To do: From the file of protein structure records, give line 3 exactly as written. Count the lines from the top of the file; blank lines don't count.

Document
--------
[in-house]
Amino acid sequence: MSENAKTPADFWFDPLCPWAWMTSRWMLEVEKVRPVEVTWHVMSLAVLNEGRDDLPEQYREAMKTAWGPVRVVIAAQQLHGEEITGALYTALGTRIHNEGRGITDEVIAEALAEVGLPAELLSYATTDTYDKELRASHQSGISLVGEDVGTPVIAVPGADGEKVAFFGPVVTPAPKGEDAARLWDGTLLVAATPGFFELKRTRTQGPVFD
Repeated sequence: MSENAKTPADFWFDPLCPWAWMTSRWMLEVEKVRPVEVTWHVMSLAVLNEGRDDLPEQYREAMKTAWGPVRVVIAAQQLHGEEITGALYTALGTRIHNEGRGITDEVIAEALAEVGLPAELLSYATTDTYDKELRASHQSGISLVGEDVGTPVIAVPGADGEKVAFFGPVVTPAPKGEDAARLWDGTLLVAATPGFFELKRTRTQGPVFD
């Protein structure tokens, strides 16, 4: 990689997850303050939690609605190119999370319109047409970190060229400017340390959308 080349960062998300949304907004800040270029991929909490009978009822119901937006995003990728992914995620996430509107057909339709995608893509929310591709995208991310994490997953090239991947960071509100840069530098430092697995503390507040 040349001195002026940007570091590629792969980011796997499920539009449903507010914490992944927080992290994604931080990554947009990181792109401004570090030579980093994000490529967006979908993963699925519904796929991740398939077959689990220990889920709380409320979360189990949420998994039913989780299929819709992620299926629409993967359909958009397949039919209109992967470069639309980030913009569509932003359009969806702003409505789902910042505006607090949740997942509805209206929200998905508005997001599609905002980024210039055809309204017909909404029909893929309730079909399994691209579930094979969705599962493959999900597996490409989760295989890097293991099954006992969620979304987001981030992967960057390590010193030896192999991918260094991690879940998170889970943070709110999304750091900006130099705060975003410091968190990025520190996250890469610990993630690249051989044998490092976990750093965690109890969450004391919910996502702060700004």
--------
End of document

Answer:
Repeated sequence: MSENAKTPADFWFDPLCPWAWMTSRWMLEVEKVRPVEVTWHVMSLAVLNEGRDDLPEQYREAMKTAWGPVRVVIAAQQLHGEEITGALYTALGTRIHNEGRGITDEVIAEALAEVGLPAELLSYATTDTYDKELRASHQSGISLVGEDVGTPVIAVPGADGEKVAFFGPVVTPAPKGEDAARLWDGTLLVAATPGFFELKRTRTQGPVFD